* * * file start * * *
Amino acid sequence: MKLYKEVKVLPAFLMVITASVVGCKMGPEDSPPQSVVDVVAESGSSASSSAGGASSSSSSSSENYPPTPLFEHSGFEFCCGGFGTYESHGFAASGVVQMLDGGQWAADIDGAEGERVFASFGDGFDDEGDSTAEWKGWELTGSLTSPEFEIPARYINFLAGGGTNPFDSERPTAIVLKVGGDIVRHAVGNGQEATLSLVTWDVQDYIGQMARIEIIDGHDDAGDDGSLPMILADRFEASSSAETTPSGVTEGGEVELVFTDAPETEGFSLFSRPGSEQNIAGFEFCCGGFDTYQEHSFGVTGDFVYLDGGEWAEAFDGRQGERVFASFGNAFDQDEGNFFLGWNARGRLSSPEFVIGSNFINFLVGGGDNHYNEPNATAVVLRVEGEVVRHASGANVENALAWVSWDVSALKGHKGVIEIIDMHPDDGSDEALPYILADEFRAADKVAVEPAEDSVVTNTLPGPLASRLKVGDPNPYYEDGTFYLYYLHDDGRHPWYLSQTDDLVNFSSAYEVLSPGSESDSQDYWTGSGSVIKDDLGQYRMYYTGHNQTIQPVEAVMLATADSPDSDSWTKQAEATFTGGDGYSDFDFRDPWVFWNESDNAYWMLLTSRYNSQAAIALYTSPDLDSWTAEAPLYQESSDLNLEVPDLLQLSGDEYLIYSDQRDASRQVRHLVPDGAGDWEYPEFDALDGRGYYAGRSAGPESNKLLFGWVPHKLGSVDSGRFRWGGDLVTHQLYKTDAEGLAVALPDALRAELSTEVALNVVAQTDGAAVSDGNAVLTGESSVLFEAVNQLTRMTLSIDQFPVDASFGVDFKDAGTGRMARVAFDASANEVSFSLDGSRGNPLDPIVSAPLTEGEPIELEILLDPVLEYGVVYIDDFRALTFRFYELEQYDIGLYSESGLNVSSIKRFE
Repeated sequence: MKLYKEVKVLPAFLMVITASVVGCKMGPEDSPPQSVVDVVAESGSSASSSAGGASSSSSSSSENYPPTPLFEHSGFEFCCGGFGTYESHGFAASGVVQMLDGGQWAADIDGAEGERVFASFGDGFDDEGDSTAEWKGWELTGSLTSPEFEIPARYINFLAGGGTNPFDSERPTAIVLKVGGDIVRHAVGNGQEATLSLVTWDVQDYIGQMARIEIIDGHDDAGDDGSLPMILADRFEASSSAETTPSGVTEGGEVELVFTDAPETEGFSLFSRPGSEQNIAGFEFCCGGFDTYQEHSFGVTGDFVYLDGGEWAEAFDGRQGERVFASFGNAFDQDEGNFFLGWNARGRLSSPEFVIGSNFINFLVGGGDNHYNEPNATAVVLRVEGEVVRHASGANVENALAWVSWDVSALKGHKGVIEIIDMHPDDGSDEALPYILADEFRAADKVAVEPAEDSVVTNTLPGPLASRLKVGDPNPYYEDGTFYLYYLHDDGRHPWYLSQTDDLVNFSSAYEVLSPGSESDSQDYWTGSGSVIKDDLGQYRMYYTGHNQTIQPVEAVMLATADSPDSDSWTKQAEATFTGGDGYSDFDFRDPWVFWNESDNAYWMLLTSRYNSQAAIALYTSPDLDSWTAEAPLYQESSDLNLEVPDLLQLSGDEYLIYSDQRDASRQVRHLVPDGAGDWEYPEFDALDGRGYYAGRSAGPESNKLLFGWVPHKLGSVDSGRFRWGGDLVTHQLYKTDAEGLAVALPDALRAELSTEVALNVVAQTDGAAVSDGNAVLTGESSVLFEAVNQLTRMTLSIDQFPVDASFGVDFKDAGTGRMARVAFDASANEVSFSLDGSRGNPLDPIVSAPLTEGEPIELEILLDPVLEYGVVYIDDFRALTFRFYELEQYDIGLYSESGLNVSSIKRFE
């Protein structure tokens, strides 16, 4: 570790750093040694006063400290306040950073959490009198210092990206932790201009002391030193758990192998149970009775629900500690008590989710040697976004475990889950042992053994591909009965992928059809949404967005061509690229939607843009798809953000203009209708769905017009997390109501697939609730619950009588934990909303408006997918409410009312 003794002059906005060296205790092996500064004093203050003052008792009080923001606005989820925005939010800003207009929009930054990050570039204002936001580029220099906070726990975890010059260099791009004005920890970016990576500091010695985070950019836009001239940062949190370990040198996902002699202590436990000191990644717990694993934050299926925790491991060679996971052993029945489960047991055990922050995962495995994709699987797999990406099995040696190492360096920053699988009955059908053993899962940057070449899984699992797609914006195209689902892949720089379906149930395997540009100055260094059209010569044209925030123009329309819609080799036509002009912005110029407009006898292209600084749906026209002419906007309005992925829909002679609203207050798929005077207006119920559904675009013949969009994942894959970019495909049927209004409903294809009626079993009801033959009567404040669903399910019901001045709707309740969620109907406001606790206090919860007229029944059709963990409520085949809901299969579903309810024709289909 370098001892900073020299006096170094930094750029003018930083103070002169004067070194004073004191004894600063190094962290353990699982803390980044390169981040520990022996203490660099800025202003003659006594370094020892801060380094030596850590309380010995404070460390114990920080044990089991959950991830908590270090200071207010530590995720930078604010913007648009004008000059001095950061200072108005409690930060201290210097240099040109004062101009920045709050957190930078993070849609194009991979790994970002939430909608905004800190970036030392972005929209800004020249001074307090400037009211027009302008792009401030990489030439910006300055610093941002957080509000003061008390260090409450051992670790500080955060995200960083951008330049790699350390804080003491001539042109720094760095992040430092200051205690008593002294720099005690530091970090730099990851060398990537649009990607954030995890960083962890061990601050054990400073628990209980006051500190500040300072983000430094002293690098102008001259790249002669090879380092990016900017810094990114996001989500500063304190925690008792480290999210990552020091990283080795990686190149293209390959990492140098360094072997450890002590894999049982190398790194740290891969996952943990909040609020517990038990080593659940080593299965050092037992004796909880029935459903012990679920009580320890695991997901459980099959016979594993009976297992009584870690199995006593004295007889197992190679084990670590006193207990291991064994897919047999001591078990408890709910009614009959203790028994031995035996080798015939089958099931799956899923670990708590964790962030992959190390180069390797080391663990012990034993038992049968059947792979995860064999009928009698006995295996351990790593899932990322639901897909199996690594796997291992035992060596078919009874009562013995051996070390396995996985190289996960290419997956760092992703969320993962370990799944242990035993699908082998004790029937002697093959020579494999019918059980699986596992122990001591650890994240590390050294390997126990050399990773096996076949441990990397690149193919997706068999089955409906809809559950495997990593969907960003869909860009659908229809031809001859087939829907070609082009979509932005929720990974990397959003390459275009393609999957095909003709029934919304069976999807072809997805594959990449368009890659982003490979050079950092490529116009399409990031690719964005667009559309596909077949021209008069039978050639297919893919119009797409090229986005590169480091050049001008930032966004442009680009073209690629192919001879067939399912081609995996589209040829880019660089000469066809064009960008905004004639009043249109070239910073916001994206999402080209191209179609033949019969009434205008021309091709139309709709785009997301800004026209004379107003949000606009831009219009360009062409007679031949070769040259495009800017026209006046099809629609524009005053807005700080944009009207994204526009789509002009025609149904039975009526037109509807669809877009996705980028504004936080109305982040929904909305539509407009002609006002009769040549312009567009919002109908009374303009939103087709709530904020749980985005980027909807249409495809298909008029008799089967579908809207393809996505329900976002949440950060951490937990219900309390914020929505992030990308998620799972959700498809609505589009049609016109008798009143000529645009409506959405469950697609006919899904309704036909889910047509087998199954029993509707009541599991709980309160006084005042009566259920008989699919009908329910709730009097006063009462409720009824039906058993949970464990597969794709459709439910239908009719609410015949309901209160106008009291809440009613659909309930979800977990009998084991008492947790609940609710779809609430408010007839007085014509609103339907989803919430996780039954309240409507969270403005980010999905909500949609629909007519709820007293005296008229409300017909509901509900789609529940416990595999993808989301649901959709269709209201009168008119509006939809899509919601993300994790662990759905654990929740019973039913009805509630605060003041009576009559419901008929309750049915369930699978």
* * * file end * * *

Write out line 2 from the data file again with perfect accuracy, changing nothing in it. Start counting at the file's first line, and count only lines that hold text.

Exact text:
Repeated sequence: MKLYKEVKVLPAFLMVITASVVGCKMGPEDSPPQSVVDVVAESGSSASSSAGGASSSSSSSSENYPPTPLFEHSGFEFCCGGFGTYESHGFAASGVVQMLDGGQWAADIDGAEGERVFASFGDGFDDEGDSTAEWKGWELTGSLTSPEFEIPARYINFLAGGGTNPFDSERPTAIVLKVGGDIVRHAVGNGQEATLSLVTWDVQDYIGQMARIEIIDGHDDAGDDGSLPMILADRFEASSSAETTPSGVTEGGEVELVFTDAPETEGFSLFSRPGSEQNIAGFEFCCGGFDTYQEHSFGVTGDFVYLDGGEWAEAFDGRQGERVFASFGNAFDQDEGNFFLGWNARGRLSSPEFVIGSNFINFLVGGGDNHYNEPNATAVVLRVEGEVVRHASGANVENALAWVSWDVSALKGHKGVIEIIDMHPDDGSDEALPYILADEFRAADKVAVEPAEDSVVTNTLPGPLASRLKVGDPNPYYEDGTFYLYYLHDDGRHPWYLSQTDDLVNFSSAYEVLSPGSESDSQDYWTGSGSVIKDDLGQYRMYYTGHNQTIQPVEAVMLATADSPDSDSWTKQAEATFTGGDGYSDFDFRDPWVFWNESDNAYWMLLTSRYNSQAAIALYTSPDLDSWTAEAPLYQESSDLNLEVPDLLQLSGDEYLIYSDQRDASRQVRHLVPDGAGDWEYPEFDALDGRGYYAGRSAGPESNKLLFGWVPHKLGSVDSGRFRWGGDLVTHQLYKTDAEGLAVALPDALRAELSTEVALNVVAQTDGAAVSDGNAVLTGESSVLFEAVNQLTRMTLSIDQFPVDASFGVDFKDAGTGRMARVAFDASANEVSFSLDGSRGNPLDPIVSAPLTEGEPIELEILLDPVLEYGVVYIDDFRALTFRFYELEQYDIGLYSESGLNVSSIKRFE